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Paul J. Steptoe, Grant J. Pakter, Craig Parkes, Stephen B. Kaye, Linda Smith, Marianne Lloyd, Jane Young; Risk factors in patients with established Graves' Ophthalmopathy following Radioactive Iodine Therapy. Invest. Ophthalmol. Vis. Sci. 2012;53(14):1013.
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© ARVO (1962-2015); The Authors (2016-present)
To assess the prevalence of risk factors in the development of Grave’s Ophthalmopathy (GO) in patients receiving radioactive Iodine therapy (RAI).
Patients attending with an established diagnosis of GO were cross referenced with those who had undergone RAI therapy. A comparative control group of patients with GO but who had not received RAI therapy were also included. Ophthalmic (clinical activity score, exophthalmos, IOP, VA and ocular motility score (tropia and gaze limitation); Nuclear Medicine (RAI dosage) and Endocrine (thyroid function, medication) records were reviewed. Changes in recorded parameters were analysed before and following RAI.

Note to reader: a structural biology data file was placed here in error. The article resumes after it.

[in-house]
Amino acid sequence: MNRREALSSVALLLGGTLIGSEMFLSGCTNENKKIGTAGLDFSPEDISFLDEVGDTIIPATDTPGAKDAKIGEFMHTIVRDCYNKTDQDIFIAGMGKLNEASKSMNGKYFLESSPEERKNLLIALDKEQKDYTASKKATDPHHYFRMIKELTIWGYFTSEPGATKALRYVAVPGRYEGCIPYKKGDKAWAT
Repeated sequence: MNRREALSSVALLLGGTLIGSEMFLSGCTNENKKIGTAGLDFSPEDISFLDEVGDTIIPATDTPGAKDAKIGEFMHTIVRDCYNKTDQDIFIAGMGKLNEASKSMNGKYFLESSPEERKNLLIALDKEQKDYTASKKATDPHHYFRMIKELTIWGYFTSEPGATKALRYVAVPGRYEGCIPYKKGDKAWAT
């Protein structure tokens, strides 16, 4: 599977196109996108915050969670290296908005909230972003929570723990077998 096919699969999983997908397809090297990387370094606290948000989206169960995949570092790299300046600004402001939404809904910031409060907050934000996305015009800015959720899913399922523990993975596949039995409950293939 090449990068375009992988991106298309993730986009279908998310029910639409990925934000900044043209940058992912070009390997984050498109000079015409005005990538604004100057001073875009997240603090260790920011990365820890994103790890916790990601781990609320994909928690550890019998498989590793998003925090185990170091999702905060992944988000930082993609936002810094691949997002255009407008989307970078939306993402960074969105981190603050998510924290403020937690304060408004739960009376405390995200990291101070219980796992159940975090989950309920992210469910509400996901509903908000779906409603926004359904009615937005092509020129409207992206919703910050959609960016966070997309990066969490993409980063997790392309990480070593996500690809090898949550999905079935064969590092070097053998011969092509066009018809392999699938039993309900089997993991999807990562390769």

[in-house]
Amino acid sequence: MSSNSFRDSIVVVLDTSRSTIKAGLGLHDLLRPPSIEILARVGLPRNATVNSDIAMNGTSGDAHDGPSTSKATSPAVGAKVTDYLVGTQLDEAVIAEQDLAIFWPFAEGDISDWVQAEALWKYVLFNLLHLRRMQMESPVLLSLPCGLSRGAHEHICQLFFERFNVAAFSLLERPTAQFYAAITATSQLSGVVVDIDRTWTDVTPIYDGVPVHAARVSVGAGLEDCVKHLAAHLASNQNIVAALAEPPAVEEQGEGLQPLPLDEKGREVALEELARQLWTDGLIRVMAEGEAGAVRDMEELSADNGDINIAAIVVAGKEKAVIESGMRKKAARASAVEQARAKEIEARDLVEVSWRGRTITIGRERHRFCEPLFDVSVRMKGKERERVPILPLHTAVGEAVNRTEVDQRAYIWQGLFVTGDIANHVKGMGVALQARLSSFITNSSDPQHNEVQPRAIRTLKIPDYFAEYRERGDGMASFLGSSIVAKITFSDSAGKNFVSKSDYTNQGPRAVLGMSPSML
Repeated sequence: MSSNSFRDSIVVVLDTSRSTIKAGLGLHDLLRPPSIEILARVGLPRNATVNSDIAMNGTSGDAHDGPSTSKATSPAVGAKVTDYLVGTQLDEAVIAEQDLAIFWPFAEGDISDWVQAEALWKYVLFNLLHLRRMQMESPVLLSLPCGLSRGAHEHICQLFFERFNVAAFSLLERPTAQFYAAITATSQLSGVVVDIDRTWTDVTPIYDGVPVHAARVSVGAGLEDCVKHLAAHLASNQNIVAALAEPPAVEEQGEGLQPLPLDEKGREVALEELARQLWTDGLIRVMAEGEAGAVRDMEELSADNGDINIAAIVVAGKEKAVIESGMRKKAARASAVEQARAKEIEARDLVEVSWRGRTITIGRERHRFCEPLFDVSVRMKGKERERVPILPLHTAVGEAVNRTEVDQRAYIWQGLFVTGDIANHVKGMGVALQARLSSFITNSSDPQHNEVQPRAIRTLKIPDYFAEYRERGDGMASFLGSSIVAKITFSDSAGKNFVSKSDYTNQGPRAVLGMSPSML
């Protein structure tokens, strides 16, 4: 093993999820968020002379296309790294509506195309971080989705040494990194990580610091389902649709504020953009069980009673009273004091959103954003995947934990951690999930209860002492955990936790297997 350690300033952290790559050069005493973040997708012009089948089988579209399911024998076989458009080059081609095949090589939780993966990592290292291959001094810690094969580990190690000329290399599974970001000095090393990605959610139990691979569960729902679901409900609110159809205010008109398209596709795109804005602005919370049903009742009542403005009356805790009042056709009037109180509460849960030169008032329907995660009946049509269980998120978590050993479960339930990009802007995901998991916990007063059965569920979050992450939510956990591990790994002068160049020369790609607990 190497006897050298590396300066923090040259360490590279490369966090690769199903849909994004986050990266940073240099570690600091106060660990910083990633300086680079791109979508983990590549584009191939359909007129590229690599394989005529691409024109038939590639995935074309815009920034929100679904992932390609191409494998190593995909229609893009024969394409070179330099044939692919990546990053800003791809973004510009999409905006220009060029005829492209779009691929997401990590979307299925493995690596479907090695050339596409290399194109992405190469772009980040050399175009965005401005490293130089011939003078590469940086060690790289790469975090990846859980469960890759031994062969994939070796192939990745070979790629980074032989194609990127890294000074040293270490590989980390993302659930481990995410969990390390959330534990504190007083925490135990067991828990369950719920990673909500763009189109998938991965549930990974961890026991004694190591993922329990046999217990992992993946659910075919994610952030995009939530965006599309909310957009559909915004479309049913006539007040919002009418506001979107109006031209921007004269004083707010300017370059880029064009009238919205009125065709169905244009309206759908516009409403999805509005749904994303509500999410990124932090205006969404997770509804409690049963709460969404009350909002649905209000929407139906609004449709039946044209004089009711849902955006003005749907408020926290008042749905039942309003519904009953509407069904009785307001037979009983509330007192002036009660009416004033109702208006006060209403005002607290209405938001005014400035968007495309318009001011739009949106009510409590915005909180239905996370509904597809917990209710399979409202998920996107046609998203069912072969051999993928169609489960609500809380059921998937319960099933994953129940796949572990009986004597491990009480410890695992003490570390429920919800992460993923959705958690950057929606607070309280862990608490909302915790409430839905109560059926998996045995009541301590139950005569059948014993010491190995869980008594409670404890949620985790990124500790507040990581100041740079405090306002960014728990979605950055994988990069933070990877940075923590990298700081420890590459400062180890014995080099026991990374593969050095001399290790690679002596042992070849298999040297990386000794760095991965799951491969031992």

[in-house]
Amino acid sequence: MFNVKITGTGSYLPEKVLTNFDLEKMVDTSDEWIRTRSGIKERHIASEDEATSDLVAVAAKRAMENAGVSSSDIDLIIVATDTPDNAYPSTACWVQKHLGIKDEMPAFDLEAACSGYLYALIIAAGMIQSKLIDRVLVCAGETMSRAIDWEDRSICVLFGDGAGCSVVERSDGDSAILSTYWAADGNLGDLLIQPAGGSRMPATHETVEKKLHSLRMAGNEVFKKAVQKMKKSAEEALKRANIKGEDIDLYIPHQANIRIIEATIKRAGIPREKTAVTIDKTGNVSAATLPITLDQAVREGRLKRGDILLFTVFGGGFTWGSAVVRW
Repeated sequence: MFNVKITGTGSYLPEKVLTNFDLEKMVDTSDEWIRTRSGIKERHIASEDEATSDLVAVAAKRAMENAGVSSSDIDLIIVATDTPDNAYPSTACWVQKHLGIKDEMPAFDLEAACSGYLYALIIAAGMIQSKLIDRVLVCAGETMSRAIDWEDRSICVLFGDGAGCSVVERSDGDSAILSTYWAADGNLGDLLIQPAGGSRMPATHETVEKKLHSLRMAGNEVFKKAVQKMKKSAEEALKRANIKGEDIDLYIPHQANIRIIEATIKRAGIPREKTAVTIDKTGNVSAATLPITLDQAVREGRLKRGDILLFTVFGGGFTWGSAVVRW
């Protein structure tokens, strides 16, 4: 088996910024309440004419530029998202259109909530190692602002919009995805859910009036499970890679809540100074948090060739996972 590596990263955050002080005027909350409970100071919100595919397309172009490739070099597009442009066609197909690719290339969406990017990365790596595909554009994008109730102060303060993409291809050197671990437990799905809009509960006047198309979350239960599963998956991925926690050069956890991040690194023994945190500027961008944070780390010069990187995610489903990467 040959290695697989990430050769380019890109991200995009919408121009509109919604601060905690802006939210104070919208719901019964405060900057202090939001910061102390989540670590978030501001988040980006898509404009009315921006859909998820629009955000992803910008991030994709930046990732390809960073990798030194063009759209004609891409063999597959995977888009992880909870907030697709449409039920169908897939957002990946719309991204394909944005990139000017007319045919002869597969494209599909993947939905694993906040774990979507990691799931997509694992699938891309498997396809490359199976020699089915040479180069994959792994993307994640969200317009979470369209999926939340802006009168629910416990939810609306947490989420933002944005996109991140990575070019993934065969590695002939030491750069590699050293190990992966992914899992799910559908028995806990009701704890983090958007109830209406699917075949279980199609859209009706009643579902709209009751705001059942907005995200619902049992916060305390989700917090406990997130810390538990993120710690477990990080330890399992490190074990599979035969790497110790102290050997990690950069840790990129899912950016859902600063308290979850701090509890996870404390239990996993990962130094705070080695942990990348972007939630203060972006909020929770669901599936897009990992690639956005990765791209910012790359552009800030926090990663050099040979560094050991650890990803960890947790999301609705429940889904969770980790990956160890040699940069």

29 patients with GO had received RAI treatment. Mean period of follow up 984 days (range: 6828 days), Mean age was 54 years with a F:M::24:5. 64.3% (18/29) were smokers and continued smoking post RAI. GO was present in 34.5% (10/29) of patients prior to RAI therapy and developed in 65.5% (19/29) following RAI. The median time to GO following RAI was 1166 days (range: 12,523 days). 79.3% (23/29) received no prophylactic course of oral prednisolone at the time of RAI therapy, 10.3% (3/29) of whom had pre-existing GO. 61% (18/29) of patient had at least one episode of hypothyroidism post RAI. Mean length of time in biochemical hypothyroid status was 144.5 days (range: 431 days). At the time of RAI therapy (and 3 months post), 13.8% (4/29) were referred for baseline ophthalmic review.There was very high variation in ophthalmic scores (table 1).
RAI therapy carries a high risk for the development of GO. Better cross disciplinary liaison is needed to assist in detection and management of know risk factors for the development and progression of GO following RAI. In particular early ophthalmic recognition of GO, appropriate steroid prophylactic measures at the time of RAI therapy and prevention of post RAI hypothyroidism is needed.
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